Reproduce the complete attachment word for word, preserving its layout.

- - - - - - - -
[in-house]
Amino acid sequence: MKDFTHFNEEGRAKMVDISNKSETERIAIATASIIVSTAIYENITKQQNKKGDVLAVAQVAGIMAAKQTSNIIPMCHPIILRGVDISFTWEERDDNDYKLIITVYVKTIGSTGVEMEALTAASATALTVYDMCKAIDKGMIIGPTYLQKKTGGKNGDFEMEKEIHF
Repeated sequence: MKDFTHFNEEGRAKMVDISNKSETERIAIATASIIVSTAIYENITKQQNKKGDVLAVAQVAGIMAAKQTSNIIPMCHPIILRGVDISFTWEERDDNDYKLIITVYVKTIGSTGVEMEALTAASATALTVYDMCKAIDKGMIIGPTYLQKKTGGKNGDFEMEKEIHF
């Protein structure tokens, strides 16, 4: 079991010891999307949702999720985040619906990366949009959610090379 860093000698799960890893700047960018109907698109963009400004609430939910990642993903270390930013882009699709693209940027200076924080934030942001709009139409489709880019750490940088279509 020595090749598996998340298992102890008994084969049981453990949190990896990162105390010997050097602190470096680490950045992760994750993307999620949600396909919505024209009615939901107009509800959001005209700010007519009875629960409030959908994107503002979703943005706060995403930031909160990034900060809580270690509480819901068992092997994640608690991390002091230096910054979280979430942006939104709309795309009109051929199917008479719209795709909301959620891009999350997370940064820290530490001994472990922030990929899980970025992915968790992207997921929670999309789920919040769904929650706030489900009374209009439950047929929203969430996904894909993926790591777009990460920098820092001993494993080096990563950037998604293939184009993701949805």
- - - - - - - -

[in-house]
Amino acid sequence: MKDFTHFNEEGRAKMVDISNKSETERIAIATASIIVSTAIYENITKQQNKKGDVLAVAQVAGIMAAKQTSNIIPMCHPIILRGVDISFTWEERDDNDYKLIITVYVKTIGSTGVEMEALTAASATALTVYDMCKAIDKGMIIGPTYLQKKTGGKNGDFEMEKEIHF
Repeated sequence: MKDFTHFNEEGRAKMVDISNKSETERIAIATASIIVSTAIYENITKQQNKKGDVLAVAQVAGIMAAKQTSNIIPMCHPIILRGVDISFTWEERDDNDYKLIITVYVKTIGSTGVEMEALTAASATALTVYDMCKAIDKGMIIGPTYLQKKTGGKNGDFEMEKEIHF
């Protein structure tokens, strides 16, 4: 079991010891999307949702999720985040619906990366949009959610090379 860093000698799960890893700047960018109907698109963009400004609430939910990642993903270390930013882009699709693209940027200076924080934030942001709009139409489709880019750490940088279509 020595090749598996998340298992102890008994084969049981453990949190990896990162105390010997050097602190470096680490950045992760994750993307999620949600396909919505024209009615939901107009509800959001005209700010007519009875629960409030959908994107503002979703943005706060995403930031909160990034900060809580270690509480819901068992092997994640608690991390002091230096910054979280979430942006939104709309795309009109051929199917008479719209795709909301959620891009999350997370940064820290530490001994472990922030990929899980970025992915968790992207997921929670999309789920919040769904929650706030489900009374209009439950047929929203969430996904894909993926790591777009990460920098820092001993494993080096990563950037998604293939184009993701949805």